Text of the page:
HONG KONG (Reuters) - China’s Sinopec Group and CNOOC Ltd (0883.HK) are bidding for stakes in assets owned by Brazilian oil and gas start-up OGX SA (OGXP3.SA) in a potential $7 billion deal, sources with direct knowledge of the matter said on Friday.
OGX, part of the EBX industrial conglomerate owned by Brazilian billionaire Eike Batista, is considering sales of stakes in some of its oil blocks after making a string of hydrocarbon finds in recent months.
The energy start-up conducts exploration activity in 29 blocks in Brazil and is mostly focused on shallow water exploration.
Morgan Stanley (MS.N) was advising Sinopec, two sources said,but did not elaborate on the structure of the bid. Bank of America-Merrill Lynch (BAC.N) was advising CNOOC, another source with direct knowledge of the matter said.
Sinopec and CNOOC were likely to launch a joint bid, one of the sources added, but the final valuation of any deal is still being debated.
“If you look at the seller’s numbers, you’d pay $7 billion for it. The problem is it’s an appraisal play, so it’s at a very early stage; you don’t really know what’s there,” one of the sources said. “I don’t think the transaction will happen at much below $5 billion unless the seller really caves.”
The news of banking mandates and the potential size of the deal follows speculation about informal Chinese interest in OGX in recent months, with mainland media reports claiming Sinopec and CNOOC have had talks with OGX over a 20 percent stake in an offshore oil field in Brazil’s Campos Basin.
The deal may also include an OGX equity component, said the sources, but whether or not OGX would go ahead with selling stock in the newly public company remained unclear.
“The deal structure that’s been put on the table has a couple different components to it - it’s not all at the asset level - there may be an equity stake that OGX wants to sell,” one of the sources said.
Morgan Stanley and Bank of America-Merrill Lynch declined to comment when contacted by Reuters.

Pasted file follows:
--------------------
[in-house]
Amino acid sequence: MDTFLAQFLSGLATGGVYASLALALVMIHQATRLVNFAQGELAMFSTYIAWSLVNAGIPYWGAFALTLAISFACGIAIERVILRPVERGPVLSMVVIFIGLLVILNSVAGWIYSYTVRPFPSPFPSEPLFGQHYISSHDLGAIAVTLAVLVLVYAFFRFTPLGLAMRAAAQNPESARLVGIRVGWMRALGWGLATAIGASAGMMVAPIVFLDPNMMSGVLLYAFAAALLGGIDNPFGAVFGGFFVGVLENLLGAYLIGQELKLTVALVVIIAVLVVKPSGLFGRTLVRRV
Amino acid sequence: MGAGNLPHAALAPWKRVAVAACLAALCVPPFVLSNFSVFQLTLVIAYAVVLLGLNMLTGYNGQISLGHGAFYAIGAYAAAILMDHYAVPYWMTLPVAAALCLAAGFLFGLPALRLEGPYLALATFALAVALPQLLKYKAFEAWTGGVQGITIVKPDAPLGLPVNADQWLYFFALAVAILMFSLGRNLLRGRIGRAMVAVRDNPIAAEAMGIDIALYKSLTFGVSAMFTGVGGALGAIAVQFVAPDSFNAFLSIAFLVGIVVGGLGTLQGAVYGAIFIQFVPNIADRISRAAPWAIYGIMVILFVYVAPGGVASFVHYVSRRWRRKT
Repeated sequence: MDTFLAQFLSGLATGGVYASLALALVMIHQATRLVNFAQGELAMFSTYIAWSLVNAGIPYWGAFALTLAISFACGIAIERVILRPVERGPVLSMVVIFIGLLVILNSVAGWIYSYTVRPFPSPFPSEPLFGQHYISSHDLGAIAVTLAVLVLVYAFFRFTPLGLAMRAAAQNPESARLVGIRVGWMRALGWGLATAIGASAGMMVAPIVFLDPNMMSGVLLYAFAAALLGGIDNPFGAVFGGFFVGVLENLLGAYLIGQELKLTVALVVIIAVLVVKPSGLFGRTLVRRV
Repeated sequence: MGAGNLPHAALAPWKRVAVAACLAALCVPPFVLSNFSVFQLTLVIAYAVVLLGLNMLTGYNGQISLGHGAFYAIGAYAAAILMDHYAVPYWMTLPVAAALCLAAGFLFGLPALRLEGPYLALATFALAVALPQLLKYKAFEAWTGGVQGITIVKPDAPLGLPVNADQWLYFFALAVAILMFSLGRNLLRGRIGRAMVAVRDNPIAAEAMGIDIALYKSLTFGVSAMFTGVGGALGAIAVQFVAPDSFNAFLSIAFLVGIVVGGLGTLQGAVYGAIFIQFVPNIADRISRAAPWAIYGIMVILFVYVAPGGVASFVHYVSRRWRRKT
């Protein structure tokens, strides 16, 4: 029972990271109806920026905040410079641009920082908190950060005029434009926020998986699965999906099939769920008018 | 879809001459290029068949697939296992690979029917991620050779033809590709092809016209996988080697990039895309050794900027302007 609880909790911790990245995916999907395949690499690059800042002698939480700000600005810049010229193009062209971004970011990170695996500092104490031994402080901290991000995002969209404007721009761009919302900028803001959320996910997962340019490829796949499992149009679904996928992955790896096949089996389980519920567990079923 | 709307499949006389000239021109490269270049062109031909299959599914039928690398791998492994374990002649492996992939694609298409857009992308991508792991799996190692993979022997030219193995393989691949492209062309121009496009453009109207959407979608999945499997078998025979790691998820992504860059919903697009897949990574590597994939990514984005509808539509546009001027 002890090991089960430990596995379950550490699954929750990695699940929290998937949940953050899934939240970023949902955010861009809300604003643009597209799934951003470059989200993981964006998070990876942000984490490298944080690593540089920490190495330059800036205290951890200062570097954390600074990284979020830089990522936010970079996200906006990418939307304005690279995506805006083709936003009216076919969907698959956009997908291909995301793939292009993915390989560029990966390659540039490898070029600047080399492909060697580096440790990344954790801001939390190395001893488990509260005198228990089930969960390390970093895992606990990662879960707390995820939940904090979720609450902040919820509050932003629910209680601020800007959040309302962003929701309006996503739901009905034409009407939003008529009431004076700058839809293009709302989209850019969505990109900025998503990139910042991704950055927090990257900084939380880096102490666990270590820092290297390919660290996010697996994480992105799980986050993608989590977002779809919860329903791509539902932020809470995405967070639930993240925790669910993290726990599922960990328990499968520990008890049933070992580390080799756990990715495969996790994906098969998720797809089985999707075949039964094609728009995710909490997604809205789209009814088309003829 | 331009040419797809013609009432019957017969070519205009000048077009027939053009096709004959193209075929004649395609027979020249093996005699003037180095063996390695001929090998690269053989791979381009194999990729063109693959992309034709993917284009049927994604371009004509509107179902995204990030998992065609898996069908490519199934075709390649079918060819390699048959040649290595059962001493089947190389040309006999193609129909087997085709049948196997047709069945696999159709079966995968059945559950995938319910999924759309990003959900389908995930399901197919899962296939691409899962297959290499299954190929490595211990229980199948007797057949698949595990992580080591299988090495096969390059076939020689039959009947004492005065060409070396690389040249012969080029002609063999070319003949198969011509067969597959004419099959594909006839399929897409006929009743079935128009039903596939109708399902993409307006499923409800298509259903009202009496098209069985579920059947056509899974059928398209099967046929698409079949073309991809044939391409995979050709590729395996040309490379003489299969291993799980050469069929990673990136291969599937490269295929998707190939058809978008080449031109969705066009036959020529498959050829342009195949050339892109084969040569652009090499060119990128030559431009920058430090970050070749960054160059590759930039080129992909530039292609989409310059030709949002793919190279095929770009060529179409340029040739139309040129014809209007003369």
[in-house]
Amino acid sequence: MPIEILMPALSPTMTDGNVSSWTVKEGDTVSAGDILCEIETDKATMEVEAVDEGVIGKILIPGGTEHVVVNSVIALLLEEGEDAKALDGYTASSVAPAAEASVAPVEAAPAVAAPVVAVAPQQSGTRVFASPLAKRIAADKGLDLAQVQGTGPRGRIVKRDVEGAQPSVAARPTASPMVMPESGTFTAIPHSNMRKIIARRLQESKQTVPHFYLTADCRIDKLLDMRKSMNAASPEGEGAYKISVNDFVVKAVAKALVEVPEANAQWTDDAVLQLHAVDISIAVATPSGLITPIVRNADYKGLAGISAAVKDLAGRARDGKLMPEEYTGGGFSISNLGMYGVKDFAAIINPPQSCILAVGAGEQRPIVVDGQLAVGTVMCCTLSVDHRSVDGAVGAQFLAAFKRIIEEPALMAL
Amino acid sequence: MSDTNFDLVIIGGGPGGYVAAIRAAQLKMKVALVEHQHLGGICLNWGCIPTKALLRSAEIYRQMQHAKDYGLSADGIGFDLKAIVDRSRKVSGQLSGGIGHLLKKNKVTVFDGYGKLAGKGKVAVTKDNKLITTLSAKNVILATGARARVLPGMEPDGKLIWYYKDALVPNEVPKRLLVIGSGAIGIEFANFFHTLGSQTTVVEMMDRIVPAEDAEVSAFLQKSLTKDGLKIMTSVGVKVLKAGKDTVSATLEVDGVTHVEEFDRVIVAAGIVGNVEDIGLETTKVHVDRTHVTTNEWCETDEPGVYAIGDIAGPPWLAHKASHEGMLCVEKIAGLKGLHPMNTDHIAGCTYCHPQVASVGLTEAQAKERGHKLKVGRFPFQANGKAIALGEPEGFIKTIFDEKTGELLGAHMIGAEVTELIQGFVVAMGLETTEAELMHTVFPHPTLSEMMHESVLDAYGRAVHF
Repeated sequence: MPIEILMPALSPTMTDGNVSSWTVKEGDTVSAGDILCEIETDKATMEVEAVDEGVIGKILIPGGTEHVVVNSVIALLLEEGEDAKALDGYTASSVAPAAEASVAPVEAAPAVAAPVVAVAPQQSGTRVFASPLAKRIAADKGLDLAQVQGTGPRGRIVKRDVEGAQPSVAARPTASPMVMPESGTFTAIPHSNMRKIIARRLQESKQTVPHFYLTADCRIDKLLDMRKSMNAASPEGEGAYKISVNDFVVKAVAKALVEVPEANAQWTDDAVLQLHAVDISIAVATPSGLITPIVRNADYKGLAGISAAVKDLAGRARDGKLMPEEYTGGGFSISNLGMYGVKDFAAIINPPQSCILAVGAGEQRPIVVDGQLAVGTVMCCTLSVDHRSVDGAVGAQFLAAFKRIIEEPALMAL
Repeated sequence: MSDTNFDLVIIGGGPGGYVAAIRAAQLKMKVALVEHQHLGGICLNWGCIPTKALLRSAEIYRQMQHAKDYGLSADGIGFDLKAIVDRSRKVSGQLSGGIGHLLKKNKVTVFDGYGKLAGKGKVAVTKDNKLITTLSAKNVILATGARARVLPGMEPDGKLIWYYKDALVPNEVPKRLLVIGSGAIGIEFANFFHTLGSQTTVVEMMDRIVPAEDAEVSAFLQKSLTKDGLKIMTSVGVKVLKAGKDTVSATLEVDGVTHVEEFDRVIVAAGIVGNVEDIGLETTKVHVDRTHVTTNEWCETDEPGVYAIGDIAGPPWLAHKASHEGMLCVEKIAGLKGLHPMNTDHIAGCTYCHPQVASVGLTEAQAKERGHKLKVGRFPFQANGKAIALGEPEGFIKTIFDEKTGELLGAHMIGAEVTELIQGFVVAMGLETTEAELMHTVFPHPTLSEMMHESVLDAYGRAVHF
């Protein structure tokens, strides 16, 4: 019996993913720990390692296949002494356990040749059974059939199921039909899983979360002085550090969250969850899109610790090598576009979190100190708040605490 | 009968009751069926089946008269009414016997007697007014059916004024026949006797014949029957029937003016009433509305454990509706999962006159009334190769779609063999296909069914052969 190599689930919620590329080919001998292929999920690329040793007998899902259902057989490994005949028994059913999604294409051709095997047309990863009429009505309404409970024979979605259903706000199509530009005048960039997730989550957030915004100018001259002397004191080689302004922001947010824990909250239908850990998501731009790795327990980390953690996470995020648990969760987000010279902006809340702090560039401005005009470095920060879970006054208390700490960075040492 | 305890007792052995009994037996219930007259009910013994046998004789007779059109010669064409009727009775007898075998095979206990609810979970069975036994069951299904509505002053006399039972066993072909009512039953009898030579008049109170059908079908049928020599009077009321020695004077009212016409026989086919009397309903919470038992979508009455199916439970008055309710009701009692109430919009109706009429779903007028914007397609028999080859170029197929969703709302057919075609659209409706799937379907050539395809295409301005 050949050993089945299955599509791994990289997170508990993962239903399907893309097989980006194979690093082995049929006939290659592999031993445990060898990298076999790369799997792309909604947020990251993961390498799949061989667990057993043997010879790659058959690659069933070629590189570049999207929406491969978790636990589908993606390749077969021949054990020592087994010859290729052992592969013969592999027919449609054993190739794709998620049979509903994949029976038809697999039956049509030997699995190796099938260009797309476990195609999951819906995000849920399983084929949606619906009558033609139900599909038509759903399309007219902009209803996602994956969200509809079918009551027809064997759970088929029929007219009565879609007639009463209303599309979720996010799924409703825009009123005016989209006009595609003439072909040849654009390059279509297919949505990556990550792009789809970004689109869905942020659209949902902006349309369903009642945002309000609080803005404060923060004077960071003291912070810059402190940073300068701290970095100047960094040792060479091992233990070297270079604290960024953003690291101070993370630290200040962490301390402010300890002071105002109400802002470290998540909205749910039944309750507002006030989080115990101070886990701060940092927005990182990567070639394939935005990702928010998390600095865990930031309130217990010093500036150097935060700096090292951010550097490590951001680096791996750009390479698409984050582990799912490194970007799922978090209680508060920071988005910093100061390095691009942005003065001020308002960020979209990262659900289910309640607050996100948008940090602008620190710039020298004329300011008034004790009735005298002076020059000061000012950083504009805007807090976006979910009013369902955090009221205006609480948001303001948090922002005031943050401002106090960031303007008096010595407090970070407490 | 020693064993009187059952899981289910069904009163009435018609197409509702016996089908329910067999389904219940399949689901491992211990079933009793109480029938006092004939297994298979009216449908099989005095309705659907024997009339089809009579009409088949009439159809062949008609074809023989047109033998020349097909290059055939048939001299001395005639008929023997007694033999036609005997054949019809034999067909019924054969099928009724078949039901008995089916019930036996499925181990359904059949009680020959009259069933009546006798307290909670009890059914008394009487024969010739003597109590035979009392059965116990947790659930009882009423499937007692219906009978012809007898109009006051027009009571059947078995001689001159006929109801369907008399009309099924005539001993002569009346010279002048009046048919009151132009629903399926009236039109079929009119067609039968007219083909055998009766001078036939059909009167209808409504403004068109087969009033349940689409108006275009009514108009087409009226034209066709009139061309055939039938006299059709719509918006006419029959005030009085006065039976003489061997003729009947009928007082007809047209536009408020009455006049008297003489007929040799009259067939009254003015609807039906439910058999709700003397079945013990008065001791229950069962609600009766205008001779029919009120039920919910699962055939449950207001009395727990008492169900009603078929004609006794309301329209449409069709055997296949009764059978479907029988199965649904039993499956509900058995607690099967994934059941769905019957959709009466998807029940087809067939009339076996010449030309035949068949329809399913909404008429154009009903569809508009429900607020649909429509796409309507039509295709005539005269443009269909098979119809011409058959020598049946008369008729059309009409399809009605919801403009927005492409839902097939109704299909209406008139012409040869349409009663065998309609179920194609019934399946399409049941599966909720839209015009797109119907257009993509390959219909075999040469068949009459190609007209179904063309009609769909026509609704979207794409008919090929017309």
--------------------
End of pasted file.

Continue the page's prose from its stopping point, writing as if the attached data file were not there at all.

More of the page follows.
The sources were not authorized to speak publicly about the matter and declined to be named.
Sinopec could not be reached for comment.
“Given the stage of the process, I am not in a position to give any comments,” Sinopec spokesman Huang Wensheng told Reuters when asked about the auction in late August.
CNOOC, which announced the appointment of a new CFO on Friday, and OGX were not immediately available for comment.
China has become the biggest foreign direct investor in Brazil this year with purchases ranging from oil stakes and iron ore mines to vast tracts of farmland, as the soon-to-be world’s second-largest economy scoured the globe for resources to feed its booming economy.
A deal with OGX would be another victory for China, which is aggressively seeking resources deals in Latin America. In May, Sinochem won a roughly $3 billion stake in Peregrino, a Statoil offshore oilfield in Brazil.
“I think, generally speaking, it’s mainly a China play right now,” the source said, referring to OGX. “The Chinese tend to have the most aggressive posture toward these types of assets. If you look at the final round of Peregrino, it was Sinochem, Sinopec, and PTTEP. There wasn’t a single Western major.”
Editing by Chris Lewis